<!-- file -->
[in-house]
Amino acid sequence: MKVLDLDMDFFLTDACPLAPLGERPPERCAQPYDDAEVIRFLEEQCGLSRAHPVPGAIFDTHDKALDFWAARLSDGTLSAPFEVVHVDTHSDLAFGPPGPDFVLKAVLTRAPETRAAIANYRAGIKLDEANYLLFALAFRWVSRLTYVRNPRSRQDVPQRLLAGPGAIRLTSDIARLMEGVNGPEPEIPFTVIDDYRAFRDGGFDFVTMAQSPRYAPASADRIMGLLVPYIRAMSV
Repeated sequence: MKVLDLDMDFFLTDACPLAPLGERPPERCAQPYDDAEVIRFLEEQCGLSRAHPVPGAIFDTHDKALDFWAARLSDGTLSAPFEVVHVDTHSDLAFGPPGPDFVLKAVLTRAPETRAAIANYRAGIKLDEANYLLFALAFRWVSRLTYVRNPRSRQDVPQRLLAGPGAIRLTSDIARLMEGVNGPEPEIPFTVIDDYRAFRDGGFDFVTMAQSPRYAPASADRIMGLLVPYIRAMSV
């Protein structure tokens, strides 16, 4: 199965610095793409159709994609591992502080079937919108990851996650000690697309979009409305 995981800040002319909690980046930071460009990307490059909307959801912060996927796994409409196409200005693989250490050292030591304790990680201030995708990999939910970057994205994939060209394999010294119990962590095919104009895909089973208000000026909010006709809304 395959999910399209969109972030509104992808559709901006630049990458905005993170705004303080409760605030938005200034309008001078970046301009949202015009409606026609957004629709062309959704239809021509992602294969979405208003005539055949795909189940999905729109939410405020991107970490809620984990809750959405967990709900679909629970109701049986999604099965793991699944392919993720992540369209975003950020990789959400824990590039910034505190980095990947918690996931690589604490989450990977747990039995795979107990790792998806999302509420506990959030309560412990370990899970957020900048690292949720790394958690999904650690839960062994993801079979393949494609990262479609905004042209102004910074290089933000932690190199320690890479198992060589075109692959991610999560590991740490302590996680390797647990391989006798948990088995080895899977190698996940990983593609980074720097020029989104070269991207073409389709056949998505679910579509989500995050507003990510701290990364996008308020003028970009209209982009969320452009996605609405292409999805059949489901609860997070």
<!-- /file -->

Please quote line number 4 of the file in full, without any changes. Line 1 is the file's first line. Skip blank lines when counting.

């Protein structure tokens, strides 16, 4: 199965610095793409159709994609591992502080079937919108990851996650000690697309979009409305 995981800040002319909690980046930071460009990307490059909307959801912060996927796994409409196409200005693989250490050292030591304790990680201030995708990999939910970057994205994939060209394999010294119990962590095919104009895909089973208000000026909010006709809304 395959999910399209969109972030509104992808559709901006630049990458905005993170705004303080409760605030938005200034309008001078970046301009949202015009409606026609957004629709062309959704239809021509992602294969979405208003005539055949795909189940999905729109939410405020991107970490809620984990809750959405967990709900679909629970109701049986999604099965793991699944392919993720992540369209975003950020990789959400824990590039910034505190980095990947918690996931690589604490989450990977747990039995795979107990790792998806999302509420506990959030309560412990370990899970957020900048690292949720790394958690999904650690839960062994993801079979393949494609990262479609905004042209102004910074290089933000932690190199320690890479198992060589075109692959991610999560590991740490302590996680390797647990391989006798948990088995080895899977190698996940990983593609980074720097020029989104070269991207073409389709056949998505679910579509989500995050507003990510701290990364996008308020003028970009209209982009969320452009996605609405292409999805059949489901609860997070």